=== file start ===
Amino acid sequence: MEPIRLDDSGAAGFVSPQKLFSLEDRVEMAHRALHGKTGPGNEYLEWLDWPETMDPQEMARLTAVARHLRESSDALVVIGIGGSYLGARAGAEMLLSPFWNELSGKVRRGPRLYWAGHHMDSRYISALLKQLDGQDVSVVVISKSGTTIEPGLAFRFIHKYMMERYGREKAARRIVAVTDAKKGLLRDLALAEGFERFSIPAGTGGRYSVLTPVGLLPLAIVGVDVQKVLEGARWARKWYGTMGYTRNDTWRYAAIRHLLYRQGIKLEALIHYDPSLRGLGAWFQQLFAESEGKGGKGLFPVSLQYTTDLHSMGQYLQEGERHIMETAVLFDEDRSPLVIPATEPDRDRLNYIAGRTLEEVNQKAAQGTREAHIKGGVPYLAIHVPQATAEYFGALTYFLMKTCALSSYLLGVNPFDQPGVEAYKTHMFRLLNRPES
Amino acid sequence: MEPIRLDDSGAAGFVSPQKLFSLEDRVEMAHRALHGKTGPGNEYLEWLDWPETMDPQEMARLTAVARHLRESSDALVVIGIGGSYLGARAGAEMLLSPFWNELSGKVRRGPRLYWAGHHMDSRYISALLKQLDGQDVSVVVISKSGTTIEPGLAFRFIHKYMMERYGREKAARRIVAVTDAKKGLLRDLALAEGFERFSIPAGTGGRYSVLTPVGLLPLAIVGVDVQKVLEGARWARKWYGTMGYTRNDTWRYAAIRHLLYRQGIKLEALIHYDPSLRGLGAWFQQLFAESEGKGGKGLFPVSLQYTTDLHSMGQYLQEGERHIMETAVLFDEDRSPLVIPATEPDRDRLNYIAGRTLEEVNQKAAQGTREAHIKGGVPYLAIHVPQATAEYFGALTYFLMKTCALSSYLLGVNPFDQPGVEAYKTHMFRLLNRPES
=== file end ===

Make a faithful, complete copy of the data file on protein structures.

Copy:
Amino acid sequence: MEPIRLDDSGAAGFVSPQKLFSLEDRVEMAHRALHGKTGPGNEYLEWLDWPETMDPQEMARLTAVARHLRESSDALVVIGIGGSYLGARAGAEMLLSPFWNELSGKVRRGPRLYWAGHHMDSRYISALLKQLDGQDVSVVVISKSGTTIEPGLAFRFIHKYMMERYGREKAARRIVAVTDAKKGLLRDLALAEGFERFSIPAGTGGRYSVLTPVGLLPLAIVGVDVQKVLEGARWARKWYGTMGYTRNDTWRYAAIRHLLYRQGIKLEALIHYDPSLRGLGAWFQQLFAESEGKGGKGLFPVSLQYTTDLHSMGQYLQEGERHIMETAVLFDEDRSPLVIPATEPDRDRLNYIAGRTLEEVNQKAAQGTREAHIKGGVPYLAIHVPQATAEYFGALTYFLMKTCALSSYLLGVNPFDQPGVEAYKTHMFRLLNRPES
Amino acid sequence: MEPIRLDDSGAAGFVSPQKLFSLEDRVEMAHRALHGKTGPGNEYLEWLDWPETMDPQEMARLTAVARHLRESSDALVVIGIGGSYLGARAGAEMLLSPFWNELSGKVRRGPRLYWAGHHMDSRYISALLKQLDGQDVSVVVISKSGTTIEPGLAFRFIHKYMMERYGREKAARRIVAVTDAKKGLLRDLALAEGFERFSIPAGTGGRYSVLTPVGLLPLAIVGVDVQKVLEGARWARKWYGTMGYTRNDTWRYAAIRHLLYRQGIKLEALIHYDPSLRGLGAWFQQLFAESEGKGGKGLFPVSLQYTTDLHSMGQYLQEGERHIMETAVLFDEDRSPLVIPATEPDRDRLNYIAGRTLEEVNQKAAQGTREAHIKGGVPYLAIHVPQATAEYFGALTYFLMKTCALSSYLLGVNPFDQPGVEAYKTHMFRLLNRPES